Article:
“It’s no secret that most health problems can be resolved at the primary-care level by the doctor, nurse or health worker nearest you,” said Gail Reed, the American executive editor of the health journal MEDICC Review, which focuses on Cuban health care. “So, there is something to be said for Cuba’s building of a national primary-care network that posts health professionals in neighbourhoods nationwide.”

Each consultorio doctor is supposed to see every person in the area at least once a year, if not for a formal physical then at least to take blood pressure.

All this is possible because Cuba overflows with doctors — it has three times as many per capita as the United States — and pays them very little. A new doctor earns $45 a month, and a very experienced one $80.

The opening of Cuba to tourism has created some tensions. A taxi driver who gets tips from foreigners may earn several times as much as a distinguished surgeon. Unless, of course, that surgeon also moonlights as a taxi driver.

Critics inside and outside the country raise various objections to the Cuban system. Corruption and shortages of supplies and medicine are significant problems, and the health system could do more to address smoking and alcoholism.

There are also allegations that Cuba fiddles with its numbers. The country has an unusually high rate of late foetal deaths, and sceptics contend that when a baby is born in distress and dies after a few hours, this is sometimes categorised as a stillbirth to avoid recording an infant death.

Dr Roberto Álvarez, a Cuban paediatrician, insisted to me that this does not happen and countered with explanations for why the foetal death rate is high. I’m not in a position to judge who’s right, but any manipulation seems unlikely to make a huge difference to the reported figures.

Outsiders mostly say they admire the Cuban health system. The World Health Organization has praised it, and Ban Ki-moon, the former UN secretary-general, described it as “a model for many countries.”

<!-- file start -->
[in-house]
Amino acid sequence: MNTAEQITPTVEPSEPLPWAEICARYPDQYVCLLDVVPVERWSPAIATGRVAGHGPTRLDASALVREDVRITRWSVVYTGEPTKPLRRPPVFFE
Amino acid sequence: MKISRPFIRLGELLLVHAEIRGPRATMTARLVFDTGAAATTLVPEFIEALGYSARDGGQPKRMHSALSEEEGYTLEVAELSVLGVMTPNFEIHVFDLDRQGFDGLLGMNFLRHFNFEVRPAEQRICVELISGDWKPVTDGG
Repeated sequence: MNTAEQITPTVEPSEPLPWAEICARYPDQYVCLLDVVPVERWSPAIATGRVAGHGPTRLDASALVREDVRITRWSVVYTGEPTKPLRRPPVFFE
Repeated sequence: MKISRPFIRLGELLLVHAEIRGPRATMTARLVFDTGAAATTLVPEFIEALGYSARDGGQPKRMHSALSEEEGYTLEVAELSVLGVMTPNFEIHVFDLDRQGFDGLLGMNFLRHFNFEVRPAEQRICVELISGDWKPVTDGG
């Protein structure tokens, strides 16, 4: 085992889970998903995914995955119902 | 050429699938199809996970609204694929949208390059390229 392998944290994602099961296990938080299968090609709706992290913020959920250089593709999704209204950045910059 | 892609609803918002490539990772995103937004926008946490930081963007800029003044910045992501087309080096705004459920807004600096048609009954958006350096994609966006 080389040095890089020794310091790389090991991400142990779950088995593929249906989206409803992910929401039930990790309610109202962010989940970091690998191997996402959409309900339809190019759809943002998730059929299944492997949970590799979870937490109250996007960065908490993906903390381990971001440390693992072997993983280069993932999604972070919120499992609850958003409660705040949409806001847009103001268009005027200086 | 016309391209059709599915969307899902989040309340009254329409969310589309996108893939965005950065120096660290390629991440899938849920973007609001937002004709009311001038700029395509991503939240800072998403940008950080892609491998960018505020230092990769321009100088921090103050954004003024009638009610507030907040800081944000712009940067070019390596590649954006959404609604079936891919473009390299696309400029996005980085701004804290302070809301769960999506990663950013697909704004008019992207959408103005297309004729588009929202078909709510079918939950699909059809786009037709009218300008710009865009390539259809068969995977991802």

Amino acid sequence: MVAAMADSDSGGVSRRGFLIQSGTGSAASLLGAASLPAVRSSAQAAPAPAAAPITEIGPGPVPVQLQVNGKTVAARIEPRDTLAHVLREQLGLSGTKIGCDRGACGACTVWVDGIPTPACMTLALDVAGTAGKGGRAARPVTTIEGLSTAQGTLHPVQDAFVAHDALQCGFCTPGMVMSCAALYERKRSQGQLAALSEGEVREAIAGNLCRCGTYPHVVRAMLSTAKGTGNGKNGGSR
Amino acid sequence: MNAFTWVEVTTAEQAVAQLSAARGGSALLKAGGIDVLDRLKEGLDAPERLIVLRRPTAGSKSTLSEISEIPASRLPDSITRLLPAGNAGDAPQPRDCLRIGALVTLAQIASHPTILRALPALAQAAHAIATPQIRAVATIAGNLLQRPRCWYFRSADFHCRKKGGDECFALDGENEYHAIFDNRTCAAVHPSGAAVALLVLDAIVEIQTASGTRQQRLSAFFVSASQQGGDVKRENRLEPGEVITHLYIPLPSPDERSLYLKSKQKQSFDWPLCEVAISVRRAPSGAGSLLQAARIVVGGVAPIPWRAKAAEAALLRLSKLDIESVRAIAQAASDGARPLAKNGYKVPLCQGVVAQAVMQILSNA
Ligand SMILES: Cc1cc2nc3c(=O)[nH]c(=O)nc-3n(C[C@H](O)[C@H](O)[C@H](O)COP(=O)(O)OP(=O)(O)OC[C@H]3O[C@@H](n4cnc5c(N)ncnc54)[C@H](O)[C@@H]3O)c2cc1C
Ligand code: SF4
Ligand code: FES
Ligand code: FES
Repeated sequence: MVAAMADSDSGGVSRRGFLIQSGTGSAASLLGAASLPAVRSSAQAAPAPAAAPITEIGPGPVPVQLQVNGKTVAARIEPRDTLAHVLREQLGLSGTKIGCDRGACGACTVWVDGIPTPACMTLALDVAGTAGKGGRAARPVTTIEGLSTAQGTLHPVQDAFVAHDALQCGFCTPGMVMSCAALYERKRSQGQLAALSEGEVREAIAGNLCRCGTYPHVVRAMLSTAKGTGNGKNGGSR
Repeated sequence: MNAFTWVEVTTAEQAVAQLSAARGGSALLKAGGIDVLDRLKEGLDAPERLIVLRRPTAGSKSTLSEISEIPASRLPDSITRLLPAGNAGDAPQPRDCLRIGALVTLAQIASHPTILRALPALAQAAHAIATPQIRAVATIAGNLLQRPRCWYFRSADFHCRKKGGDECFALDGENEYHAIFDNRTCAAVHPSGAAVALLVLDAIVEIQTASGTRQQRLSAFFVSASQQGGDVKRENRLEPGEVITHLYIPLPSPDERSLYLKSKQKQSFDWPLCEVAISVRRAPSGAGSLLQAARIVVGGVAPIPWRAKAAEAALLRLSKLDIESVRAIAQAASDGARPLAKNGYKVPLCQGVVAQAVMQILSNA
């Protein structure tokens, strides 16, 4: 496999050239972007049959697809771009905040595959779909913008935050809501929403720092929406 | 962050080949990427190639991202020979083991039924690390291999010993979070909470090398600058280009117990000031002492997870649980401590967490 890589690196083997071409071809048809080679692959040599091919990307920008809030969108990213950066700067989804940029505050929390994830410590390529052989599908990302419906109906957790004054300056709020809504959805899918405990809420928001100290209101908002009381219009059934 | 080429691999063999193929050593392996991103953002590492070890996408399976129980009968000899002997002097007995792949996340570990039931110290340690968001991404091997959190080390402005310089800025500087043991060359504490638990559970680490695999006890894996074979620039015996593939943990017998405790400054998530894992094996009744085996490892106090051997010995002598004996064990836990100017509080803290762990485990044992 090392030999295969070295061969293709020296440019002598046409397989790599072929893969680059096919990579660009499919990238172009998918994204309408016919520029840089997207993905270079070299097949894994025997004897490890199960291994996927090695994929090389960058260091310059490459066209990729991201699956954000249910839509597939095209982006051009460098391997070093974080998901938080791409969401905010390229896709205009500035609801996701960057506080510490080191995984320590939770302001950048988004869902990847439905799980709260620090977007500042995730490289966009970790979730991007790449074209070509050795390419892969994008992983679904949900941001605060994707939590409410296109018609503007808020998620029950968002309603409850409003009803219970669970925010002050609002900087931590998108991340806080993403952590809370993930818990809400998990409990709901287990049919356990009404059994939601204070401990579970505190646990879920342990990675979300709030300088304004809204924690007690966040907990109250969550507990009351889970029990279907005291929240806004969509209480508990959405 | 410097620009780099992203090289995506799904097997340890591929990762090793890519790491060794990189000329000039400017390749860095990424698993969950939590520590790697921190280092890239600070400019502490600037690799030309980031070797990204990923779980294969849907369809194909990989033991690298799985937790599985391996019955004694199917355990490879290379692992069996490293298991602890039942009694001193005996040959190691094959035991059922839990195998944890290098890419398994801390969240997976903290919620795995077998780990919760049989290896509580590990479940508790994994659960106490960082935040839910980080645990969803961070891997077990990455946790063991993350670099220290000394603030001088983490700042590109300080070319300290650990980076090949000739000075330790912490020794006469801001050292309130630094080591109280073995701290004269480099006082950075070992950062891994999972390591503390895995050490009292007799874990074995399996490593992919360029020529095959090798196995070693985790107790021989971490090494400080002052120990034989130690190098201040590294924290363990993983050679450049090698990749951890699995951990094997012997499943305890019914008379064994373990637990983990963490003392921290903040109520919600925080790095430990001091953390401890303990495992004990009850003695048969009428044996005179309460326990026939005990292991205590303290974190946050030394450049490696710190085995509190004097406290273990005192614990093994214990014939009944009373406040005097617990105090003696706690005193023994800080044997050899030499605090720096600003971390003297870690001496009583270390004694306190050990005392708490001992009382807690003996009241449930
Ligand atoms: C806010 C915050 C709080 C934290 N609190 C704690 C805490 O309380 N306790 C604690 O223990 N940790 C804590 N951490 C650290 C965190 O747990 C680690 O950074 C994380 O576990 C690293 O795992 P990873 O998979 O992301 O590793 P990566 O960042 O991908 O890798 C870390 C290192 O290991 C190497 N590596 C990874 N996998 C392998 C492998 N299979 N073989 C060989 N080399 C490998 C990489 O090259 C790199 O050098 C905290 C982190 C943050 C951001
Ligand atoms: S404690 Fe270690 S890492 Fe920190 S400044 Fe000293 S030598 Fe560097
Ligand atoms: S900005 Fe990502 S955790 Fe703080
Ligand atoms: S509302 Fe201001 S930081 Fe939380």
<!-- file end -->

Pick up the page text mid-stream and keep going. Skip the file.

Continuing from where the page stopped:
Dr Lisett Rodríguez talks with Odalys Navarro Carbonell, who is four months pregnant, at a consultorio, or clinic, in Havana on Jan. 17, 2019. Many Americans would welcome some traits of the island’s free, universal health care system. (Lisette Poole/The New York Times)

 

In many ways, the Cuban and US health care systems are mirror opposites. Cuban health care is dilapidated, low-tech and free, and it is very good at ensuring that no one slips through the cracks. American medicine is high-tech and expensive, achieving some extraordinary results while stumbling at the basics: A lower percentage of children are vaccinated in the United States than in Cuba.

Cuba invests heavily in health care partly because it’s a moneymaker. Cuba exports doctors to other countries, and this has become an important source of hard currency (the doctors earn a premium while abroad, but much of the surplus goes to the government).

With its doctors, Cuba creates a global public good: I’ve encountered Cuban physicians in impoverished countries around the world, and Cuba also trains many doctors from Haiti and other countries. Hundreds of Cuban physicians also risked their lives to travel to West Africa during the Ebola crisis.

Cuba has developed its own pharmaceutical industry, partly to get around the US embargo, and this also creates financial opportunities. A lung cancer medication from Cuba is now undergoing a clinical trial in the United States, and a similar US-Cuba partnership is pursuing a Cuban treatment for diabetic foot ulcers. To me, those partnerships represent a path toward cooperation that both sides should build on.

While we should call on Cuba to grant people like Fernández meaningful political rights, we should likewise push for American babies born in low-income families to have the same opportunity for attentive health care as her daughter will have.

© 2019 New York Times News Service

Nicholas Kristofis a New York Times Op-Ed Columnist. He writes about human rights, women's rights, health, global affairs.